Garden City Telegram from Garden City, Kansas on August 26, 1976 · Page 1
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Garden City Telegram from Garden City, Kansas · Page 1

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Thursday, August 26, 1976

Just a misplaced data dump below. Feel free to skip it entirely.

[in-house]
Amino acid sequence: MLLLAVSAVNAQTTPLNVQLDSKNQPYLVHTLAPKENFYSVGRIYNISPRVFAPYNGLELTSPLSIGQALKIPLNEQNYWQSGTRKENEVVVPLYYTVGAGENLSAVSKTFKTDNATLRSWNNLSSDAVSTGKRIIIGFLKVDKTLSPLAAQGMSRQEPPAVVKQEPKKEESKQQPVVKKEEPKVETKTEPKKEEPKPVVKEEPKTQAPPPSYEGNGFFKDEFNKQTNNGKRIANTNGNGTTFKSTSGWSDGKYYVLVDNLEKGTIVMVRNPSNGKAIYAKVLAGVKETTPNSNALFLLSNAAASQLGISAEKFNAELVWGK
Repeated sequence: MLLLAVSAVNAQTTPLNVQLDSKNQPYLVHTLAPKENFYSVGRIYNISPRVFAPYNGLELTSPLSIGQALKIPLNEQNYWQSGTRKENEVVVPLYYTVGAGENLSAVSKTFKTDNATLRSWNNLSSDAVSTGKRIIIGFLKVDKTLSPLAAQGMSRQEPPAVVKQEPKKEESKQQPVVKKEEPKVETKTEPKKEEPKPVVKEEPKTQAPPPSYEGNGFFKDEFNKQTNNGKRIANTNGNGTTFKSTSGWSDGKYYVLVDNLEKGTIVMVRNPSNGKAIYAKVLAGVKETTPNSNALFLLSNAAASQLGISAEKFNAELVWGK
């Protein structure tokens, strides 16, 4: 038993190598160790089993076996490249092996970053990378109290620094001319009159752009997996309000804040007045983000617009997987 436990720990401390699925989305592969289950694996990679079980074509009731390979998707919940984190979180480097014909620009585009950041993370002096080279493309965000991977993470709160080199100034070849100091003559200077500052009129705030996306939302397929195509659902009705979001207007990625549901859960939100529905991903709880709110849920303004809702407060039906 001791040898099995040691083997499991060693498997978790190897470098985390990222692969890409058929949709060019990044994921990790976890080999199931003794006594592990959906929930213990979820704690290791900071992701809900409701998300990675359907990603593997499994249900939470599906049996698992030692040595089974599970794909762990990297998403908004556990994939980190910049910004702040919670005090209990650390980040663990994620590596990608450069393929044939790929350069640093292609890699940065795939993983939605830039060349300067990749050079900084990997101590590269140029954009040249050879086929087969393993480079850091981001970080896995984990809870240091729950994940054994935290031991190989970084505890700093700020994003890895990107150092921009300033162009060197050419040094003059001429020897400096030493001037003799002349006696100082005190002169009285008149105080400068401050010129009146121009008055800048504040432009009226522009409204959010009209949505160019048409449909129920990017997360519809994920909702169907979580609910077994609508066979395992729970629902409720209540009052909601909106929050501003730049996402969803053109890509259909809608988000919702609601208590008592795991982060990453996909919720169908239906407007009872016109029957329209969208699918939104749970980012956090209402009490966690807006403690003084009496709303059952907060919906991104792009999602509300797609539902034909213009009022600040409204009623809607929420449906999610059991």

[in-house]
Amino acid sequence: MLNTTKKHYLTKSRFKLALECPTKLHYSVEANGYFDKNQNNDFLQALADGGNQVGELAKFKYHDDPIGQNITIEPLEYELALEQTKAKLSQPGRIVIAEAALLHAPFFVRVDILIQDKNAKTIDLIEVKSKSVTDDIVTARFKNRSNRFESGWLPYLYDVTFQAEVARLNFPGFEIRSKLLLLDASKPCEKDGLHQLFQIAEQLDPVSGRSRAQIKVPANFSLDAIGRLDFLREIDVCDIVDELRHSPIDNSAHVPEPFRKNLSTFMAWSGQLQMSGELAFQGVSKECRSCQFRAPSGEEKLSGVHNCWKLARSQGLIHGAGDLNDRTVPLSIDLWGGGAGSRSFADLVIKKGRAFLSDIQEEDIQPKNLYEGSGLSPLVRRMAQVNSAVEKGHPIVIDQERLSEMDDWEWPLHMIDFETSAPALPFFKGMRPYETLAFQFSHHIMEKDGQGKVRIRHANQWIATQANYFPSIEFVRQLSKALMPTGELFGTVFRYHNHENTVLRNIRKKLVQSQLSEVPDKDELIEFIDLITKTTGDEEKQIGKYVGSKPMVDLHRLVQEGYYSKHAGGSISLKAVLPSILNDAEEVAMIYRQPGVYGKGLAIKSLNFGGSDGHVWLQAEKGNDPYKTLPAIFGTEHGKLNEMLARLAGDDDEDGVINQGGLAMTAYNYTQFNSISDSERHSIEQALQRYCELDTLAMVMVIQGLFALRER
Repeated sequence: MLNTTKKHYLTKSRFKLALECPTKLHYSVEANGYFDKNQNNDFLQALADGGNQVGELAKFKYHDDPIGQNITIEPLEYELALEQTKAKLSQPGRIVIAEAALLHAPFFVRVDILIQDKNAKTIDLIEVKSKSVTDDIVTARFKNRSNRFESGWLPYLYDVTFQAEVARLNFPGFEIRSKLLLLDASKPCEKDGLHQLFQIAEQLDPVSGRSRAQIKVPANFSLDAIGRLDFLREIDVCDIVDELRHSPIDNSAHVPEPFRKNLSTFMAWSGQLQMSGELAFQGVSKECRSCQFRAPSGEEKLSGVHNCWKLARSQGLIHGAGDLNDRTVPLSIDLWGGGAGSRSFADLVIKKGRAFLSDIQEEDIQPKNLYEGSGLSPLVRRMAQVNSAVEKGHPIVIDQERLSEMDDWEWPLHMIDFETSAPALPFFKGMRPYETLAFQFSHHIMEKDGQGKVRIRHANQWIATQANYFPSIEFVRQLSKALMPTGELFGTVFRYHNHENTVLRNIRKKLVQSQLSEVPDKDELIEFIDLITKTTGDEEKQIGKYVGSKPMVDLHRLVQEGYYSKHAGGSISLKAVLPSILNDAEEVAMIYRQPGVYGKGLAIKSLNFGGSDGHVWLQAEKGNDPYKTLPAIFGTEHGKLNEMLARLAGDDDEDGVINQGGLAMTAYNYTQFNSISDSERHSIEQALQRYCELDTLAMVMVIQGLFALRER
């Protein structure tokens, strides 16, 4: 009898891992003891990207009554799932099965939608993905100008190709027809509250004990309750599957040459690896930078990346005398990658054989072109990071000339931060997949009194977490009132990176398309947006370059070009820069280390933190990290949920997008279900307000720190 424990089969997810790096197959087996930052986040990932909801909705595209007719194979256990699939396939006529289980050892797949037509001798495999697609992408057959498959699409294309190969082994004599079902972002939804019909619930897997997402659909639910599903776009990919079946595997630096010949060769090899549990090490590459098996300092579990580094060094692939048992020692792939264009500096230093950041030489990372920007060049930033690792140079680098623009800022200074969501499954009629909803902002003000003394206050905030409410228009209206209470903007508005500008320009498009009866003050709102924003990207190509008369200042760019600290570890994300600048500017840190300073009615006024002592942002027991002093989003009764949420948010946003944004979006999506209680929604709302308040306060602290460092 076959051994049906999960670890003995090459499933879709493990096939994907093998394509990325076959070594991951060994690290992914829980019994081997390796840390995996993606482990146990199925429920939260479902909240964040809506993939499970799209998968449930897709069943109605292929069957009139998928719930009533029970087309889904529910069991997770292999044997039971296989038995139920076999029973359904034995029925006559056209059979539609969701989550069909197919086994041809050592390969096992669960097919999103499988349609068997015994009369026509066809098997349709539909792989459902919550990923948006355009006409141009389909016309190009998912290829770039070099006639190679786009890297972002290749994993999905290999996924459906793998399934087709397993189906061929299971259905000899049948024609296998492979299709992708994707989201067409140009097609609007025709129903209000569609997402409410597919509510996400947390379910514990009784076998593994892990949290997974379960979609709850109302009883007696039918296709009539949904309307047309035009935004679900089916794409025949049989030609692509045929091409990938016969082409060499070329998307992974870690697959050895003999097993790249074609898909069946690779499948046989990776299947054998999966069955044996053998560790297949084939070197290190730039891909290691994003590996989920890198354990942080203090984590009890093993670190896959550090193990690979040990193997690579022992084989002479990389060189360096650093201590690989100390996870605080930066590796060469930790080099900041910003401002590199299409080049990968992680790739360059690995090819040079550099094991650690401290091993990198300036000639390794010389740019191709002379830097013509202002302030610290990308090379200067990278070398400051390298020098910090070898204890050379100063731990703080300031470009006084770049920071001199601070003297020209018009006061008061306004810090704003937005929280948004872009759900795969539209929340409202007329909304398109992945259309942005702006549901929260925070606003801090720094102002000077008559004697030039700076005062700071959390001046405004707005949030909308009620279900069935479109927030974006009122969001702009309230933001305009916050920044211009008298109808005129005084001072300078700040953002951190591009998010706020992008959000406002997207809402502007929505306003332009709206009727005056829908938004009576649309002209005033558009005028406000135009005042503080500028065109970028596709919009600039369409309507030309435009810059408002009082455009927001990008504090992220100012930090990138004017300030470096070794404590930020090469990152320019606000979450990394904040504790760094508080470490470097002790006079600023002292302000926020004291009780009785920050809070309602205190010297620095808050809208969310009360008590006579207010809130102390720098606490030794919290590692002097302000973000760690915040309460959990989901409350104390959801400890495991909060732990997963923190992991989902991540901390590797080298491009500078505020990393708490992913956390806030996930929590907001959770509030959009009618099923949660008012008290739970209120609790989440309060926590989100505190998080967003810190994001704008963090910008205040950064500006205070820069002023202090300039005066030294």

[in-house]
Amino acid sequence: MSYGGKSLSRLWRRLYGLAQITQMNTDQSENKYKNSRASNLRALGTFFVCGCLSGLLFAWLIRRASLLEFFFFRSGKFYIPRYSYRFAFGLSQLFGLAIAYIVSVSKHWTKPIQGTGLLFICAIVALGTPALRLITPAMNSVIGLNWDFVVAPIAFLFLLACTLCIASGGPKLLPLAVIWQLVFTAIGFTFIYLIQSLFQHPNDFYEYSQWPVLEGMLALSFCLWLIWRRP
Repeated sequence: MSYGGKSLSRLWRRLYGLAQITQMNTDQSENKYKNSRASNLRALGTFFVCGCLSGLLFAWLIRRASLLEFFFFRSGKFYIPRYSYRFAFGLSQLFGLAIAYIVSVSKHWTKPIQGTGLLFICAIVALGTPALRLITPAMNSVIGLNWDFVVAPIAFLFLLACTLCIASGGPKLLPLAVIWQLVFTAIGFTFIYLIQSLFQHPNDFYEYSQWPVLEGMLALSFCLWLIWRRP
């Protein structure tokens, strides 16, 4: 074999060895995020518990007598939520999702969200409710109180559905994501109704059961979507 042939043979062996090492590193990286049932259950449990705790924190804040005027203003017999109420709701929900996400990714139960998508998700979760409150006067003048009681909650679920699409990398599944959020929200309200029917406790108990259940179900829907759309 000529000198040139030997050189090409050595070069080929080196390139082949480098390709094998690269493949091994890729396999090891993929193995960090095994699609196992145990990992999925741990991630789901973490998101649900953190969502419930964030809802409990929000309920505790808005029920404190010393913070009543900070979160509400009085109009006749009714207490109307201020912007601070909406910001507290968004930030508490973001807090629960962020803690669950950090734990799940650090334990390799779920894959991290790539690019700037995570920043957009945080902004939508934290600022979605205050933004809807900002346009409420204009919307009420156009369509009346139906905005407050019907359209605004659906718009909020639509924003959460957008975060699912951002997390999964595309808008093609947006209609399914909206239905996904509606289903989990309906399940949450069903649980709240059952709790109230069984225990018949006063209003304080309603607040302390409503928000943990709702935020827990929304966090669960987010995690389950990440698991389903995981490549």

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Garden City GARDEN CITY, KANSAS, THUESDAY, AUGUST 26, 1976 Vol.47 16Pages -No.252 15c a Copy Telegram It's Dry; City No Exception This summer is proving to be one of the driest on record in Kansas and Garden City is no exception. Records at the experiment station show that rainfall since June 1 has totaled 1.93 inches. That compares with a 68-year average for the June- July-August period of'7.77 inches. Not even the drought period of the 1930s can match this year's meager summer rainfall. In 1934, one of the driest on record here, the experiment station recorded 2.35 inches during the three-month period. Thus far this year, the station has received 7.86 inches of rain. The yearly average is about 18 inches annually. At least three other years were drier during the first eight months. In 1934, only 5.37 inches had been recorded by the end of August. In 1937, it was 6.47 and in 1956 it was 5.51 inches. • The situation didn't improve much during the last months of those years. The total rainfall in 1934 was 7.08 inches. In 1956 it was 5.68 inches. By comparison, 26.99 inches were received during the first eight months of 1928. Dodge City has had only 2.01 inches of rain since June 1, compared with a normal of 9.06 inches for the period. Philip Shideler, meteorologist in charge of the National Weather Service in Topeka, said the jet stream and storm track running across Canada and the northern border region of the United States have ignored Kansas and the plains. "It just hasn't brought together the air masses for the strong mixing needed to bring rain," he said. .Temperatures may have been affected, too. So far this year the experiment station has recorded only one day over 100 degrees. In 1934 Garden City had 45 days over 100 degrees. The highest temperature at the station that year was 111. Ed Boyd, meteorologist for the Muddy Road weather modification program, said there just haven't been too many clouds to work with this summer. Planes seeded clouded 20 days during June and July, which he said is low for the period. During April and May cloud seeding was very effective, he said, and probably increased rainfall amounts by more than 20 per cent. Of course, he says, it isn't how many times the planes go up that's important. It's what they have to work with. And this summer that hasn't been much. "We just take what Mother Nature provides and try to improve what we can," he said. n rieF Asks Re-Enactment Of Death Penalty Eight Held Hostage CLEVELAND (AP) — A man with a rifle was holding eight persons hostage today on the 36th floor of Terminal Tower on a corner of Cleveland's downtown Public Square, police said. Police said they had received reports of gunfire, but they could not confirm that any shots were fired. A woman called Carl Miller, news editor of the Huntington (W.Va,) Advertiser, to tell him that she was one of those being held hostage in the Chessie Building in Cleveland. Miller said he could hear someone in the background telling the woman what to say. Headquarters of Chessie System, Inc., are located in the Terminal Tower building. The woman told Miller she was instructed to call the news media throughout the region. Entrances to the building were blocked by officers and police restricted all of the building's occupants to their offices. Access to Public Square was also restricted. Gangs Ignite Plea DETROIT (AP) — Mayor Coleman Young has called for state and federal help to fight juvenile gang violence in Detroit. Young asked the state for more judges, long-term financial aid and the assignment of state police to patrol Detroit freeways. In a televised speech Wednesday, he also asked for more federal money, which he said would be used in part to create a civilian police reserve to help combat the gang problem. In addition, Young said he would ask 40 businessmen to serve on an economic council to help stimulate new jobs. A major thrust of his efforts to curb the gang problem, he said, would be to put more police in uniform and more police on the streets. Young listed a series of steps already taken in response to gang violence that peaked at an Aug. 15 downtown rock concert. They included a 10 p.m. curfew on persons under 18, increased downtown police patrols and tripled strength of the police Tactical Services Section. Korean Tension Eases SEOUL, South Korea (AP) — Tension appeared to have eased in South Korea today after talks between -U.S. and North Korean representatives on ways to avoid incidents like last week's bloody clash in the truce village of Panmunjom. "It's all over" was a typical expression heard among some American and South Korean officials who had a few sleepless nights during the week-long crisis. A U.S. forces spokesman said, however, that the 41,000 American troops south of the demilitarized zone remained on alert, as they have been since two U.S. Army officers were slain by North Korean guards in last Wednesday's melee. The South Korean armed forces also remained on alert, said an official who described the current situation as "kind of an anticlimax.''' Garden Sass A liberated housewife, Gus Garden says, is one who puts off today what her husband can do over the weekend. TOPEKA, Kan. (AP) — Gov. Robert F. Bennett proposed today that the death penalty be re-enacted in Kansas for first-degree murder, aggravated- kid- naping, treason and air piracy. "These crimes are the most serious crimes which can be committed against any person and the state," said Bennett. "I strongly recommend that they be classified as capital crimes." The govenor's views were outlined to top legislative leaders. Bennett asked Senate President Ross Doyen and House Speaker Duane McGill to see that his recommendations are studied by an intermin committee prior to the 197? legislative session which opens in January. The governor said he believes that many of the divisions that existed in the 1976 legislative session over capital punishment would be resolved by such a study. "I believe much of the debate last session was over what the U. S. Supreme court would say," Bennett told a news conference. "Now the court has spoken." He said it probably is just as well that the 1976 session did not pass a capital punishment bill. "I think the bills that were under consideration probably would have been unconstitutional under the latest U.S. Supreme Court decision," Bennett said. In addition to the four specific categories, Bennett proposed that the death penalty be made available when murder is committed during the commission of a robbery, burglary, rape or arson. "It is imperative that the death penalty be provided for in those cases to serve as a possible deterrent," the governor said. He also recommended that in capital cases there be two trials. One would determine the innocence or guilt of the defendant. Then a second trial would be held to determine the sentence. For Four Crimes "My proposal envisions the jury conducting a sentencing hearing after the finding of guilt, wherein the jury would consider certain statutory aggravating circumstances as required oy the evidence and any mitigating circumstances which the defendant might present," Bennett said. Bennett proposed that a jury would have to find by a unanimous vote and beyond a reasonable doubt that one or more statutory aggravating circumstances exist and that the recommendation for the death penalty would have to be unanimous. Bennett listed these aggravating circumstances: —Defendant previously convicted of a felony involving use of or a threat of violence to a person. —Defendant knowingly created a great risk of death to more than one person. —Defendant commited murder for remuneration or the promise of such, or employed a person to commit murder. —The murder was especially heinous, atrocious or cruel. —The murder was committed for the purpose of avoiding or preventing arrest or prosecution. —The murder was committed by a person serving a felony sentence. —There exists a probability that the defendant would commit criminal acts of violence that would constitute a continuing threat to society. To expedite procedure, Bennett said, there should be a mandatory appeal to the Kansas Supreme court for a person who has been sentenced to death. SPLINTERED RAILROAD ties and pieces of metal were the scene east of Ingalls this morning, the site of a Wednesday afternoon train derailment. About 25 workers were on John Montre the job this morning to clean up the mess. It was expected to be cleared by some time today. Coal Cars Derail Near Ingalls INGALLS — Workmen are busy at Ingalls today cleaning up the mess left by a five-car train derailment yesterday afternoon. "We'll have it cleaned up and out by today," said J. K. Hastings, superintendent of the Santa Fe Railroad, La Junta, Colo. Ford Narrows Vote Poll Gap By The Associated Press Less than a week after the end of the Republican convention, polls show that President Ford has narrowed the gap between him and Jimmy Carter, following the traditional pattern in which the race gets closer after both candidates are named. The Gallup Poll, released today and based on personal interviews with 1,016 registered voters last weekend, showed that 49 per cent of the electorate supports Carter while 39 per cent supports Ford. Two weeks ago, the Democratic presidential candidate had a lead of 56 to 33 and on July 31, the poll showed Carter ahead by 62-29. Another survey, conducted by the Opinion Research Corp. of Princeton, N.J., and released Wednesday showed that if the election were held now, 46 per cent of the voters would choose Carter and 37 per cent would vote for Ford. The organization did not release comparative figures for before the Republican convention. The poll involved telephone interviews with 1,005 adults between last Thursday and Sunday. The new Gallup figures represent the closest Ford has come to Carter since April — when neither candidate had been chosen. At that time, Carter also led by 10 points — 52 to 42. City Takes Steps to Refurbish Big Pool A move to establish the feasibility of maintaining the Garden City municipal swimming pool was made Wednesday by the city commission. After a lengthy discussion of the matter, the commission voted unanimously to have the city staff hire a qualified firm to evaluate the cost of .refurbishing the pool to meet health standards and re-seal it to stop the water leakage which has run up the operational cost of the pool. City Manager Deane Wiley reminded the commission that the Park and Zoo Board had earlier recommended that the commission close the big pool and replace it with smaller pools located throughout the city for more convenience. Wiley told the commission that the city staff needed to know what direction the commission intended to move on' the matter in order to figure what needs to be done with the pool for the 1977 swimming season. Commissioner Duane West and Mayor Al Towles suggested possible methods of re-sealing the pool and fixing up the bathhouse in order to meet standards. Major renovations to the pool mentioned by Wiley and Assistant City Manager Bob Halloran included keeping the pool from feaking, installation of a ^circulation arid filtration system, refurbishing the bathhouse and widening and leveling the walkway around the pool. "I think that we're under an obligation to the public to make every effort to keep the facility we have," Commissioner Tony Jewell said in reference to public response to earlier suggestions of closing the big pool. Commissioner Pat Calihan said he didn't agree with Jewell's reasoning, but he couldn't foresee financing for new pools and felt fixing the old pool was the only avenue the city had. Wiley told the commissioners that it is probably too late to complete any rebuilding or refurbishing project by next summer, and that it would take "more than minor maintenance" before the pool could be opened in the spring. •Hastings arrived in Ingalls this morning to investigate the derailment and to supervise clean-up operations. Hastings says the investigation is continuing and cause of the mishap has not been determined. "It will take awhile to analyze all possible causes," he said. The five cars loaded with coal were derailed on a siding just east of Ingalls about 2 p.m. Wednesday. Hastings said the coal cars were on the rear portion of a train moving eastbound Probe Murder Link Possibility WAKEENEY, Kan. (AP) — Col. William Albott, director of the Kansas Bureau of Investigation, said Wednesday inquiries would be made to determine if there was a connection between the death of Paula Fabrizius and three bodies found near Hill City last year. The nude and mutilated body of Miss Fabrizius, 16, was found near Castle Rock Sunday. Albott said nothing had been discovered to link the two crimes, but "there is going to be some inquiries made." The three bodies found near Hill City, two women and a child, were discovered by two trappers Jan. 13, 1975, Francis Donald Nemechek, 26, of Wakeeney is being held in lieu of $250,000 bond in connection with the Fabrizius slaying. An autopsy report showed that Miss Fabrizius died of a stab wound in the chest, but there were also other injuries, including stab wounds in the groin area. through the siding. The train, he said, had 71 cars total and was traveling about 10 to 15 miles per hour. At the time of the derailment, the eastbound train had met a slow-moving westbound train which was on the main track. "The main line was not affected, and we are operating trains without delay," the superintendent said. The side track, however, was torn up, and coal was spilled down the slope south of the track. Telephone wires were also downed in the derailment. This morning heavy equipment arrived to assist workers in righting the derailed cars. About 25 men in several departments were involved in the clean-up operation. The coal cars had been loaded in York Canyon, N.M., and were destined for West Chicago, Ind. No injuries were reported. Hastings had no estimate on damage but said, "It was costly, but thank goodness it was no more extreme t'han it was." Motel Won't Seek Bonds Industrial revenue bond financing for a new Best Western Motor Inn in Garden City is a "dead issue," according to City Manager Deane Wiley. Wiley told the Garden City Commission Wednesday that he had been told by Wheat Lands Best Western Motor Inn owner Emil Salyer that the bonds would no longer be sought. "In the final analysis of the interest rate and incidental expenses involved, we found that local bank financing was the cheapest way to go," Gary Salyer, Wheat Lands business manager said today. "And we found the money was available locally, so that's the way we decided to go," he said. financing requested for the project would have been for $600,000. City commissioners had already issued a letter of intent to approve the industrial revenue bond financing, the first step in such a matter. "One thing I want to make clear," the Wheat Lands business manager said, "is that the city has been very gracious to us in this matter, but when we added all these things up, we just had to go the less expensive avenue." Weather The incidental costs included a trustee fee for the trustee bank which would handle the money involved in the bond financing, a loading Cooler Weather char s e f ° r the company which put together the bond package ir\r k'ortooo and sale of tne bonds, and an IUI IXdllbdb annual PArHfiori finonninl Sunrise 7:09 Sunset8:21 Clear tonight with lows near 70. Partly cloudy and not as warm Friday. Highs upper 80s to mid 90s. South to southwesterly winds 10 to 20 muh tonight. Temperatures for the 24-hour period ending at 6 a.m. Thursday. Max. Min. Free. Dodge City Emporia GARDEN CITY Good land Hill City Russell Salina Topeka Wichita 96 89 96 92 99 95 91 91 92 71 65 65 64 70 67 72 .22 TOPEKA, Kan. (AP) — Rain fell in the northeast corner of Kansas this morning but skies elsewhere were clear, and the National Weather Service predicted a turn to cooler weather Friday. The weather service said lows tonight would be in the 60s, and the forecast for Friday called for partly cloudy and cooler weather with a chance of widely scattered thunderstorms in the northwest. Highs were expected to range from the mid 80s in the northwest to the 90s in the south and east. annual certified financial audit of the entire Wheat Lands Best Western operation, according to Salyer. "All these things added together would just tremendously run up the expenses," he said. The advantage to utilizing industrial revenue bond financing, Salyer said, is supposed to be a lesser interest rate on the money, but with the added incidental expenses, commercial financing is more economical in this case. The industrial revenue bond Dismiss USD Classes Early Because of predicted hot weather this afternoon, most students attending schools in USD 457 were to have been dismissed at l p.m. Students at St. Mary school also were scheduled 'to be dismissed then. The city's two air conditioned elementary schools, Garfield and Gertrude Walker, remained in session. The Garden City Co-op Farm & Home Cenler will be closed for inventory Fri. afternoon and all day Sat.. Aug. 27 & 28. — Adv